Jan and Marie Ouelette are laying down roots in Connecticut. They searched Craigslist for a rental home and found a list in in Andover with an 860 phone number and were sold at first sight.
"We like it here. It's a beautiful piece of property," Marie Ouelette said.
In early June, they say a man named Jimmy from New Haven Investments presented them with a hand-written lease without doing a credit check. Marie Ouelette said that was the first red flag.
"I asked him who to make the check out to and he said, 'We prefer cash,'" the young mother explained.
The cashiers' check shows the Ouelettes paid $1,875 for the first month's rent and a half month's security deposit. The Ouelettes moved in, but four weeks later, another red flag appeared at the front door.
"In the beginning of July, I get a knock on the door, and it's Henry saying, 'Who are you, and why are you here?'" Marie Oulette said.
Henry McDonald, who owns the house, moved across the state several months ago and received a letter in April from Realty Partners Group expressing interest in buying the property, which is going through foreclosure.
In May, a man named Bill met him at the home to propose a deal, according to McDonald.
"He told me it wouldn't be a quick sale. They'd buy the house and my name would be cleared, and I'd be able to get financed on another house," said McDonald.
McDonald signed three one-page documents: a management agreement that makes reference to renting the property, a third-party authorization letter and an indemnification agreement. In return, he says Bill agreed to pay him $2,000.
“He paid me $1,000 and said the other thousand would come once all the other paperwork was signed,” McDonald said.
Longtime Connecticut real estate attorney Chuck Shimkus reviewed the documents and said they're so vague, he questions their legitimacy, but said they would undoubtedly be attractive to certain homeowners and entice them to sign.
"As a homeowner that in a difficult situation with a foreclosure in financial dire straits, it's awfully tempting to enter into this arrangement, to basically put this worry aside move on in your life," said Shimkus.
Now, McDonald and the Ouelettes are now at an impasse, frustrated with Bill and Jimmy. Both have hired attorneys to sort things out.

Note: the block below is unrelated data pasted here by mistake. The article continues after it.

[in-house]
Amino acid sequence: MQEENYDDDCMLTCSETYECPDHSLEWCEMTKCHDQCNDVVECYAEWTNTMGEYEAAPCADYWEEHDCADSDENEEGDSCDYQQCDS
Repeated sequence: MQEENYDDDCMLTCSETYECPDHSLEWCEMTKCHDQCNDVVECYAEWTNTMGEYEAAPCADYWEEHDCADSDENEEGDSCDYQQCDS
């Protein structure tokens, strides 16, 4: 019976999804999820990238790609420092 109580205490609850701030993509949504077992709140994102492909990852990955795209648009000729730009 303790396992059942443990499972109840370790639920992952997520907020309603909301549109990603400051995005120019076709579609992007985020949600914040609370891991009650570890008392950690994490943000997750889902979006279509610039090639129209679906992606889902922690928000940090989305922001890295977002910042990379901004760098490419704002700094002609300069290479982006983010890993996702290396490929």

"The house is still in my name, and they made their own lease. They're renting out my house and the mortgage is still in my name," said McDonald.
On their lawyers’ advice, the Ouelettes have stopped paying rent, but Jimmy’s real estate activities continue.
Last month, the Troubleshooters inquired about another listing on Craigslist with the same 860 contact number. We sent a producer and photographer to tour a property in New London that's also in foreclosure.
Our hidden cameras were rolling as Jimmy introduced himself and took us through the house.
We started asking questions about his real estate portfolio.
"We own 89 properties, myself and my three partners,” Jimmy said.
“Did your partner just pick this house up?” our producer asked.
“No, he’s had it for a while as an investment,” Jimmy said. “He bought it from an individual named Don Pardy.”
We tracked down Don Pardy, who has moved to western Connecticut, and showed him our video shot in New London. He said Jimmy also goes by another name.
“That is Bill,” Pardy said.
Pardy moved for work and his New London home went into foreclosure this summer. He’s hired a real estate agent to continue to market the property.
He received that same letter from Realty Partners Group in July.
"I considered it a no-lose situation to at least call and find out what the options were," said Pardy.
He signed the three one-page documents in hopes that "Bill" would negotiate with his lender to buy the house, but became skeptical very quickly.
"My real estate agent got a call from a potential renter who said they saw the property listed on Craigslist," said Pardy.
In fact, the day our Troubleshooters crew was in New London, we observed "Bill/Jimmy" remove the "for sale" sign that was in front of the property. We also pressed him for more answers.
"We have a management agreement with whoever you talked to, giving our company permission to rent the properties," said Bill/Jimmy.
"Henry McDonald in Andover didn't know anyone was living in his house," our producer said.
"That's not true. Totally untrue. He signed a management agreement giving one of our partners. So you're here for another purpose," said Bill/Jimmy.
At that point, we identified ourselves as journalists and he referred any further questions to his attorney. That attorney didn't return any of our calls or e-mails.
The bank is scheduled to foreclose on Pardy’s New London home later his month. Pardy believes that “Bill/Jimmy” was looking to take advantage of the situation and collect rent on the property until someone got wise to his plan.
“If it was with a national bank and it took a year or two to go through the process, that could be a substantial amount of money," said Pardy.
Neither the Oulettes nor McDonald have heard from Bill/Jimmy in more than two months. The relationship has become strained and the Oulettes are planning to move.
"As a parent, you need that piece of mind that you have a stable place to live, and he ruined that for us," said Marie Ouelette.
McDonald’s hopes of escaping foreclosure have faded. Now, he just wants his story to serve as a warning to others.
“I don’t want to see someone else get hurt,” McDonald explained.
Our real estate expert says a business is legally required to be licensed to serve as a rental agent or negotiate with a mortgage company. Neither Realty Partners Group nor New Haven Investments holds any sort of real estate license in Connecticut, and neither one is registered as a business with the Secretary of the State.